Why Associations Matter

The Case for First Amendment Pluralism

Luke C. Sheahan

First Amendment rights are hailed as the hallmark of the US constitutional system, protecting religious liberty, freedom of speech, freedom of the press, and freedom of association. But among these rights, freedom of association holds a tenuous position, as demonstrated in the 2010 Supreme Court ruling in Christian Legal Society v. Martinez, which upheld a public university’s policy requiring groups seeking official recognition to accept all students regardless of their status or beliefs. This demotion of freedom of association has broad ramifications for the constitutional status of voluntary associations in civil society, Luke C. Sheahan suggests. His book offers a cogent explanation of how this came about, why it matters, and what might be done about it.

Sheahan’s argument centers upon what he calls the “First Amendment Dichotomy” in the Court’s theoretical framework: an understanding of the state and the individual as the two analytically exclusive units of constitutional analysis. Why Associations Matter traces this dichotomy through Supreme Court jurisprudence culminating in Martinez, revealing a pattern of free association treated only as an individual right of expressive association derived from the Speech Clause alone. Sheahan then draws on the political sociology of Robert Nisbet to make a case for recognizing the social importance of associations and institutions that cannot be reduced to their individual members or subsumed into the state for purposes of constitutional analysis.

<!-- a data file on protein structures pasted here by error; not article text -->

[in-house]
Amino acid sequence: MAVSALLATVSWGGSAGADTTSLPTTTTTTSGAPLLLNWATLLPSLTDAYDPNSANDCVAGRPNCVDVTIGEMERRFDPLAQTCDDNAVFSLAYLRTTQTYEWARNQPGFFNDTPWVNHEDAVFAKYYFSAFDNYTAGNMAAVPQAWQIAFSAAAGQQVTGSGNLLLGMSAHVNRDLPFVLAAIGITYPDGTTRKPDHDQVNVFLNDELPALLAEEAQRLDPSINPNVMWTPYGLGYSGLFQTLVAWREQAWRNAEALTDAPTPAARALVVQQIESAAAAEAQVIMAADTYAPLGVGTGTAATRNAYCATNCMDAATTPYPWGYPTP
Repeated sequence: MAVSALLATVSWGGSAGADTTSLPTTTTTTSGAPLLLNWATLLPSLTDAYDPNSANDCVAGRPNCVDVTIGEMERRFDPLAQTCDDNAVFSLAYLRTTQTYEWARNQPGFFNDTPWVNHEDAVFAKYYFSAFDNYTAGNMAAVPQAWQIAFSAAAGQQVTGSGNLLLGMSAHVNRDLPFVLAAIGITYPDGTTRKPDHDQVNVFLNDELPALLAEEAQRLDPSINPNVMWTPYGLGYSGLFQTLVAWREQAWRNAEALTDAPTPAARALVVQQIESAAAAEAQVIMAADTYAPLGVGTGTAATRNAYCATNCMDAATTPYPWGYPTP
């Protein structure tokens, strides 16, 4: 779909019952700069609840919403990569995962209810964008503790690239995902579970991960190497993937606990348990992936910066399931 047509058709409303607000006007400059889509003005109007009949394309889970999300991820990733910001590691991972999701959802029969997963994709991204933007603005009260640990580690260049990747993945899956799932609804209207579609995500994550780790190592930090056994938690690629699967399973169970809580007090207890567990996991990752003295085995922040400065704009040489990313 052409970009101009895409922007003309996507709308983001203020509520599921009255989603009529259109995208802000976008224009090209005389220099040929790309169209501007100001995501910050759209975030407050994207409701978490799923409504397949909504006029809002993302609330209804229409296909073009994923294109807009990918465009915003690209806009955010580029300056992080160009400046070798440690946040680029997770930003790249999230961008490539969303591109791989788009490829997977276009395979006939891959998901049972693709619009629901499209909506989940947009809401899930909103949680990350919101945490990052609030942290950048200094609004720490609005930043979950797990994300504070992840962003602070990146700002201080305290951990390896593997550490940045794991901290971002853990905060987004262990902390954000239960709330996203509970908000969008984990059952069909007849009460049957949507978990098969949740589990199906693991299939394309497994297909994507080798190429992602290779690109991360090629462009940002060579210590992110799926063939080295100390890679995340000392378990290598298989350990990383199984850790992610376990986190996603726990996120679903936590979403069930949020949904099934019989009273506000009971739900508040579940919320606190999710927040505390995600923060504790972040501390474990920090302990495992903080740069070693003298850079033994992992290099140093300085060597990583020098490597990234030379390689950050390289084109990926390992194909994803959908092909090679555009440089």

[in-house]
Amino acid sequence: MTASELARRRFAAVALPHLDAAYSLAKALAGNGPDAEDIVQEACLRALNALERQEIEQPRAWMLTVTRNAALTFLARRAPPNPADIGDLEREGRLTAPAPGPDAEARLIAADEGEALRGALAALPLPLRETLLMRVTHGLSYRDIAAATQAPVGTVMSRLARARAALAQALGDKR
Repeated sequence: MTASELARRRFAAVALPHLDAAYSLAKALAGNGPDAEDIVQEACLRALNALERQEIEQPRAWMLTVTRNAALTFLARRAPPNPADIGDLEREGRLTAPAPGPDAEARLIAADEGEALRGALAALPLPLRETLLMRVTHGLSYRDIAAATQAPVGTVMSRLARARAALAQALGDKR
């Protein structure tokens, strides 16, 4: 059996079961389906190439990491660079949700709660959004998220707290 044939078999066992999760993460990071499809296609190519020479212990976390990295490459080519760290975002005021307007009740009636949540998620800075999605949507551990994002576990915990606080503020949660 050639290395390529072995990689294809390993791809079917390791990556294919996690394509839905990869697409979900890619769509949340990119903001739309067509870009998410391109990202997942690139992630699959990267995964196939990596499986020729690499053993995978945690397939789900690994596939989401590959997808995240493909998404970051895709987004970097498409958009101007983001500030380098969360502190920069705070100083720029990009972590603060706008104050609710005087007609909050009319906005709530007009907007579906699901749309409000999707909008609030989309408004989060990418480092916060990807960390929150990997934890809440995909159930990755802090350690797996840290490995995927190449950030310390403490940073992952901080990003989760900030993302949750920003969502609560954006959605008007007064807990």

“Sheahan has successfully applied political theory and sociology to provide a solid theoretical foundation on which the Court might build robust protections for the First Amendments rights of associations.

—Public Discourse

“Blending brilliant sociological and philosophical insights with a profound rendering of how the First Amendment is supposed to protect freedom of association, this book by Luke C. Sheahan is truly magnificent. It should be on the shelf and in the mind of every scholar, journalist, judge, religious leader, policymaker, and citizen who wishes to understand, save, support, and strengthen America’s most vital civil society institutions.”

—John J. DiIulio, Jr., professor, University of Pennsylvania, and founding director, White House Office of Faith-Based and Community Initiatives

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Translating the sociological qualities of associations into jurisprudential categories, Why Associations Matter provides practical advice for protecting freedom of association through the judiciary and the legislature—and guaranteeing this fundamental right its proper place in American society.

About the Author

Luke C. Sheahan is assistant professor in the Department of Political Science at Duquesne University and a non-resident scholar in the Program for Research on Religion and Urban Civil Society (PRRUCS) at the University of Pennsylvania.